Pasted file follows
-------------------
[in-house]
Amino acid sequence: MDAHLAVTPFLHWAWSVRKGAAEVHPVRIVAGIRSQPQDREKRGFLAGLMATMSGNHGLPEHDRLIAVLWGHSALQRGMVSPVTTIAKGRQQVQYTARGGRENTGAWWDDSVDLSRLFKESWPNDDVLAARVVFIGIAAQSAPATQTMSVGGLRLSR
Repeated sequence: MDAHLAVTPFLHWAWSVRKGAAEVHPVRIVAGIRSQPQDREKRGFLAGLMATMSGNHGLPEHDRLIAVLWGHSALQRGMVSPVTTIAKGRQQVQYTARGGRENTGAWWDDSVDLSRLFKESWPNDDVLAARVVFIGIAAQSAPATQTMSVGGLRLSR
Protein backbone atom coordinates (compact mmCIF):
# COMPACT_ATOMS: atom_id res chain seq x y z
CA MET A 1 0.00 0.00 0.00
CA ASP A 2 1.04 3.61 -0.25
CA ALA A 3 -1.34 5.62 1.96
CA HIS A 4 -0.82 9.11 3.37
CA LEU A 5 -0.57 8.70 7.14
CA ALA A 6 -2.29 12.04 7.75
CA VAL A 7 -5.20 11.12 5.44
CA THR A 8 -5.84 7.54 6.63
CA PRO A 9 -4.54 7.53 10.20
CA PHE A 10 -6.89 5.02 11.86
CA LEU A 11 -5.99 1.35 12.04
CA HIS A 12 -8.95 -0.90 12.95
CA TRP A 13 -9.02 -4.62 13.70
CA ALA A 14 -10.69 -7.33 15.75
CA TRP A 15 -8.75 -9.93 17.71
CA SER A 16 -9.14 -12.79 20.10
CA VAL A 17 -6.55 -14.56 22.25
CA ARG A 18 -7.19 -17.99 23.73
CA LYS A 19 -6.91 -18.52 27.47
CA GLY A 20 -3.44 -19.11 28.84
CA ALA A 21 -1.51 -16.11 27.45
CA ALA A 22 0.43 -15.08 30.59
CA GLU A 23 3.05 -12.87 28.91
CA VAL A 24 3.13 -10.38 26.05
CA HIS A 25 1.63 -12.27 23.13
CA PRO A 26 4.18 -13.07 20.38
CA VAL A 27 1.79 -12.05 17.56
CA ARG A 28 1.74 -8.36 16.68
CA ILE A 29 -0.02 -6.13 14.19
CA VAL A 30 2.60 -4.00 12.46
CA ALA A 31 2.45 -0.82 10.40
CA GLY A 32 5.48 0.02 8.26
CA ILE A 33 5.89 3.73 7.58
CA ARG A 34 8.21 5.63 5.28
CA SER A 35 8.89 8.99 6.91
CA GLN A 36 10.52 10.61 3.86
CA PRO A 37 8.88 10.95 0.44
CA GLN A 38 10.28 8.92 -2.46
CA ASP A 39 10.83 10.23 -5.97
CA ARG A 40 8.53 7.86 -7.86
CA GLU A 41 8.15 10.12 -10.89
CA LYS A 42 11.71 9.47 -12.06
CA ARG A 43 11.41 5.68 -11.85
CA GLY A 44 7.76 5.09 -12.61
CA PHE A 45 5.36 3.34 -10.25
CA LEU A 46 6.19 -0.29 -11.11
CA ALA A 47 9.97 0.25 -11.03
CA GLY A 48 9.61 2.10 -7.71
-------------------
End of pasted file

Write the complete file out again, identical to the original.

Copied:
[in-house]
Amino acid sequence: MDAHLAVTPFLHWAWSVRKGAAEVHPVRIVAGIRSQPQDREKRGFLAGLMATMSGNHGLPEHDRLIAVLWGHSALQRGMVSPVTTIAKGRQQVQYTARGGRENTGAWWDDSVDLSRLFKESWPNDDVLAARVVFIGIAAQSAPATQTMSVGGLRLSR
Repeated sequence: MDAHLAVTPFLHWAWSVRKGAAEVHPVRIVAGIRSQPQDREKRGFLAGLMATMSGNHGLPEHDRLIAVLWGHSALQRGMVSPVTTIAKGRQQVQYTARGGRENTGAWWDDSVDLSRLFKESWPNDDVLAARVVFIGIAAQSAPATQTMSVGGLRLSR
Protein backbone atom coordinates (compact mmCIF):
# COMPACT_ATOMS: atom_id res chain seq x y z
CA MET A 1 0.00 0.00 0.00
CA ASP A 2 1.04 3.61 -0.25
CA ALA A 3 -1.34 5.62 1.96
CA HIS A 4 -0.82 9.11 3.37
CA LEU A 5 -0.57 8.70 7.14
CA ALA A 6 -2.29 12.04 7.75
CA VAL A 7 -5.20 11.12 5.44
CA THR A 8 -5.84 7.54 6.63
CA PRO A 9 -4.54 7.53 10.20
CA PHE A 10 -6.89 5.02 11.86
CA LEU A 11 -5.99 1.35 12.04
CA HIS A 12 -8.95 -0.90 12.95
CA TRP A 13 -9.02 -4.62 13.70
CA ALA A 14 -10.69 -7.33 15.75
CA TRP A 15 -8.75 -9.93 17.71
CA SER A 16 -9.14 -12.79 20.10
CA VAL A 17 -6.55 -14.56 22.25
CA ARG A 18 -7.19 -17.99 23.73
CA LYS A 19 -6.91 -18.52 27.47
CA GLY A 20 -3.44 -19.11 28.84
CA ALA A 21 -1.51 -16.11 27.45
CA ALA A 22 0.43 -15.08 30.59
CA GLU A 23 3.05 -12.87 28.91
CA VAL A 24 3.13 -10.38 26.05
CA HIS A 25 1.63 -12.27 23.13
CA PRO A 26 4.18 -13.07 20.38
CA VAL A 27 1.79 -12.05 17.56
CA ARG A 28 1.74 -8.36 16.68
CA ILE A 29 -0.02 -6.13 14.19
CA VAL A 30 2.60 -4.00 12.46
CA ALA A 31 2.45 -0.82 10.40
CA GLY A 32 5.48 0.02 8.26
CA ILE A 33 5.89 3.73 7.58
CA ARG A 34 8.21 5.63 5.28
CA SER A 35 8.89 8.99 6.91
CA GLN A 36 10.52 10.61 3.86
CA PRO A 37 8.88 10.95 0.44
CA GLN A 38 10.28 8.92 -2.46
CA ASP A 39 10.83 10.23 -5.97
CA ARG A 40 8.53 7.86 -7.86
CA GLU A 41 8.15 10.12 -10.89
CA LYS A 42 11.71 9.47 -12.06
CA ARG A 43 11.41 5.68 -11.85
CA GLY A 44 7.76 5.09 -12.61
CA PHE A 45 5.36 3.34 -10.25
CA LEU A 46 6.19 -0.29 -11.11
CA ALA A 47 9.97 0.25 -11.03
CA GLY A 48 9.61 2.10 -7.71